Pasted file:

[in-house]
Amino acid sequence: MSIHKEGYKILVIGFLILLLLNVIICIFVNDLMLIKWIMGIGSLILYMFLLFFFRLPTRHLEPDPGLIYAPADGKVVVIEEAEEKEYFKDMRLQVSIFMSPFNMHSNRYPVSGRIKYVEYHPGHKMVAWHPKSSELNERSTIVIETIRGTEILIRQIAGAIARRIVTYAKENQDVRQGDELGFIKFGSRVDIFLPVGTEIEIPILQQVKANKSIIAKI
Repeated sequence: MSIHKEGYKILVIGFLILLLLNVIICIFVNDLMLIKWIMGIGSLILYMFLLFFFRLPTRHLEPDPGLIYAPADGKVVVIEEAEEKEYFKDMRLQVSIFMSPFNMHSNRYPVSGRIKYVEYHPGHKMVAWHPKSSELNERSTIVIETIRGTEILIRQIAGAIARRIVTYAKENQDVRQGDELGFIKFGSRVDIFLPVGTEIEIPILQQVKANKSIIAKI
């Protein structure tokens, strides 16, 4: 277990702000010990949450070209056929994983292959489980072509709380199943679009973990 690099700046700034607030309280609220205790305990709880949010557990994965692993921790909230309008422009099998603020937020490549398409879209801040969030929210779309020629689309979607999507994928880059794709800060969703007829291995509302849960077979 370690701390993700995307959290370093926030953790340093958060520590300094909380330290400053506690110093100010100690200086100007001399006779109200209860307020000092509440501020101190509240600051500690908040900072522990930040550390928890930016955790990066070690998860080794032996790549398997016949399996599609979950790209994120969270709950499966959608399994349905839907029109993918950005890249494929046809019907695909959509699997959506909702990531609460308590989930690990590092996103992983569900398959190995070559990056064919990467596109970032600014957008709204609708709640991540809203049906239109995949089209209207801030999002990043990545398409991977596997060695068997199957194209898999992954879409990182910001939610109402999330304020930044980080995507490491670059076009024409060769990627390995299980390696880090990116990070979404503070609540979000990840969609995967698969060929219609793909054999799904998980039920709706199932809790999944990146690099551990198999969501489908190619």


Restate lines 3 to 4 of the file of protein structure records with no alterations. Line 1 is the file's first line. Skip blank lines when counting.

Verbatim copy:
Repeated sequence: MSIHKEGYKILVIGFLILLLLNVIICIFVNDLMLIKWIMGIGSLILYMFLLFFFRLPTRHLEPDPGLIYAPADGKVVVIEEAEEKEYFKDMRLQVSIFMSPFNMHSNRYPVSGRIKYVEYHPGHKMVAWHPKSSELNERSTIVIETIRGTEILIRQIAGAIARRIVTYAKENQDVRQGDELGFIKFGSRVDIFLPVGTEIEIPILQQVKANKSIIAKI
């Protein structure tokens, strides 16, 4: 277990702000010990949450070209056929994983292959489980072509709380199943679009973990 690099700046700034607030309280609220205790305990709880949010557990994965692993921790909230309008422009099998603020937020490549398409879209801040969030929210779309020629689309979607999507994928880059794709800060969703007829291995509302849960077979 370690701390993700995307959290370093926030953790340093958060520590300094909380330290400053506690110093100010100690200086100007001399006779109200209860307020000092509440501020101190509240600051500690908040900072522990930040550390928890930016955790990066070690998860080794032996790549398997016949399996599609979950790209994120969270709950499966959608399994349905839907029109993918950005890249494929046809019907695909959509699997959506909702990531609460308590989930690990590092996103992983569900398959190995070559990056064919990467596109970032600014957008709204609708709640991540809203049906239109995949089209209207801030999002990043990545398409991977596997060695068997199957194209898999992954879409990182910001939610109402999330304020930044980080995507490491670059076009024409060769990627390995299980390696880090990116990070979404503070609540979000990840969609995967698969060929219609793909054999799904998980039920709706199932809790999944990146690099551990198999969501489908190619």